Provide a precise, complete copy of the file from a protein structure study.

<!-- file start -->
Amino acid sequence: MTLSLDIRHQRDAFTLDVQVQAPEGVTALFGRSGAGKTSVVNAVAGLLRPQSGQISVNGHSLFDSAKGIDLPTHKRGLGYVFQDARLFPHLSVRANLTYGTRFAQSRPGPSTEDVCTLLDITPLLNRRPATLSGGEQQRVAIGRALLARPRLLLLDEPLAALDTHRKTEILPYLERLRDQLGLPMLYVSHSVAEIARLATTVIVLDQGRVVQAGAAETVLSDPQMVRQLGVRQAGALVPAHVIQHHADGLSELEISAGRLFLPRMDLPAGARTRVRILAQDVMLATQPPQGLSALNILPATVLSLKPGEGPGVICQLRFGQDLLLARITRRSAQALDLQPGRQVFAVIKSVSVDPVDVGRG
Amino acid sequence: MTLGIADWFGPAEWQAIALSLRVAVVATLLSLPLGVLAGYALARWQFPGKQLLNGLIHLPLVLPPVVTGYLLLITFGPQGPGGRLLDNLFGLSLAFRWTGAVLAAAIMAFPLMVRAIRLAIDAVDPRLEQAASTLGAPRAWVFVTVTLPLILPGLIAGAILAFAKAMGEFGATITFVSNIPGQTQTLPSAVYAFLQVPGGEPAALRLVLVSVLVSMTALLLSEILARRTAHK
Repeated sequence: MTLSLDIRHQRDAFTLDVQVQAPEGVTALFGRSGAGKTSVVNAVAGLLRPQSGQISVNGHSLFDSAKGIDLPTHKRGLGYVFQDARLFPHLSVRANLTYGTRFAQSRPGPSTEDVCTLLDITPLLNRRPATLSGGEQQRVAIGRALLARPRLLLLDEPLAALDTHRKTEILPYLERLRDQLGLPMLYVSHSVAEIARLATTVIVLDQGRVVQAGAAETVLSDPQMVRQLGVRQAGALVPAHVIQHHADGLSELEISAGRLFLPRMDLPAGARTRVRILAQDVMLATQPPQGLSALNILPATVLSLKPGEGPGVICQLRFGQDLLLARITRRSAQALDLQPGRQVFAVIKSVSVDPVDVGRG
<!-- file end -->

Amino acid sequence: MTLSLDIRHQRDAFTLDVQVQAPEGVTALFGRSGAGKTSVVNAVAGLLRPQSGQISVNGHSLFDSAKGIDLPTHKRGLGYVFQDARLFPHLSVRANLTYGTRFAQSRPGPSTEDVCTLLDITPLLNRRPATLSGGEQQRVAIGRALLARPRLLLLDEPLAALDTHRKTEILPYLERLRDQLGLPMLYVSHSVAEIARLATTVIVLDQGRVVQAGAAETVLSDPQMVRQLGVRQAGALVPAHVIQHHADGLSELEISAGRLFLPRMDLPAGARTRVRILAQDVMLATQPPQGLSALNILPATVLSLKPGEGPGVICQLRFGQDLLLARITRRSAQALDLQPGRQVFAVIKSVSVDPVDVGRG
Amino acid sequence: MTLGIADWFGPAEWQAIALSLRVAVVATLLSLPLGVLAGYALARWQFPGKQLLNGLIHLPLVLPPVVTGYLLLITFGPQGPGGRLLDNLFGLSLAFRWTGAVLAAAIMAFPLMVRAIRLAIDAVDPRLEQAASTLGAPRAWVFVTVTLPLILPGLIAGAILAFAKAMGEFGATITFVSNIPGQTQTLPSAVYAFLQVPGGEPAALRLVLVSVLVSMTALLLSEILARRTAHK
Repeated sequence: MTLSLDIRHQRDAFTLDVQVQAPEGVTALFGRSGAGKTSVVNAVAGLLRPQSGQISVNGHSLFDSAKGIDLPTHKRGLGYVFQDARLFPHLSVRANLTYGTRFAQSRPGPSTEDVCTLLDITPLLNRRPATLSGGEQQRVAIGRALLARPRLLLLDEPLAALDTHRKTEILPYLERLRDQLGLPMLYVSHSVAEIARLATTVIVLDQGRVVQAGAAETVLSDPQMVRQLGVRQAGALVPAHVIQHHADGLSELEISAGRLFLPRMDLPAGARTRVRILAQDVMLATQPPQGLSALNILPATVLSLKPGEGPGVICQLRFGQDLLLARITRRSAQALDLQPGRQVFAVIKSVSVDPVDVGRG